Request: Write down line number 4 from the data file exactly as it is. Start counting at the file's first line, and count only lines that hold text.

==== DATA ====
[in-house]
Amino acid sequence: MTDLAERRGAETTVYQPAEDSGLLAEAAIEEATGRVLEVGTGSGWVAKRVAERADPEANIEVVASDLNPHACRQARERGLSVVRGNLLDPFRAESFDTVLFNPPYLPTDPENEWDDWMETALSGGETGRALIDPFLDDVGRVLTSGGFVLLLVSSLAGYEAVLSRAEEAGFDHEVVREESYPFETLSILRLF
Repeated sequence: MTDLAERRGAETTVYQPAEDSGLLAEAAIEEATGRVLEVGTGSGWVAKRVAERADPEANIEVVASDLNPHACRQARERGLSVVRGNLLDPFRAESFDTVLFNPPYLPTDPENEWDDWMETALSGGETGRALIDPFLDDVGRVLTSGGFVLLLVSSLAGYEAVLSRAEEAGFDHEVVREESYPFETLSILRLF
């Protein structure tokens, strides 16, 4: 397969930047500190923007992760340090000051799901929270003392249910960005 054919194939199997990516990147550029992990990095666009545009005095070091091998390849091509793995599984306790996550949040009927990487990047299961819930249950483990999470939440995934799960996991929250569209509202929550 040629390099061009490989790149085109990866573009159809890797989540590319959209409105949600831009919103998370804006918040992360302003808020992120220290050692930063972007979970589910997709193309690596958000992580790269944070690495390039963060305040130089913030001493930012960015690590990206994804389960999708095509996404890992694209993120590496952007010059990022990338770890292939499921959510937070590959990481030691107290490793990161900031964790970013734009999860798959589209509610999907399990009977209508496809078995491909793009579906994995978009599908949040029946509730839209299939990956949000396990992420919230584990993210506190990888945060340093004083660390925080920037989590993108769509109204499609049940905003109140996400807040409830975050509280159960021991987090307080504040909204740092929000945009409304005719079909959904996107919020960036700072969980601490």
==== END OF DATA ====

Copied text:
């Protein structure tokens, strides 16, 4: 397969930047500190923007992760340090000051799901929270003392249910960005 054919194939199997990516990147550029992990990095666009545009005095070091091998390849091509793995599984306790996550949040009927990487990047299961819930249950483990999470939440995934799960996991929250569209509202929550 040629390099061009490989790149085109990866573009159809890797989540590319959209409105949600831009919103998370804006918040992360302003808020992120220290050692930063972007979970589910997709193309690596958000992580790269944070690495390039963060305040130089913030001493930012960015690590990206994804389960999708095509996404890992694209993120590496952007010059990022990338770890292939499921959510937070590959990481030691107290490793990161900031964790970013734009999860798959589209509610999907399990009977209508496809078995491909793009579906994995978009599908949040029946509730839209299939990956949000396990992420919230584990993210506190990888945060340093004083660390925080920037989590993108769509109204499609049940905003109140996400807040409830975050509280159960021991987090307080504040909204740092929000945009409304005719079909959904996107919020960036700072969980601490």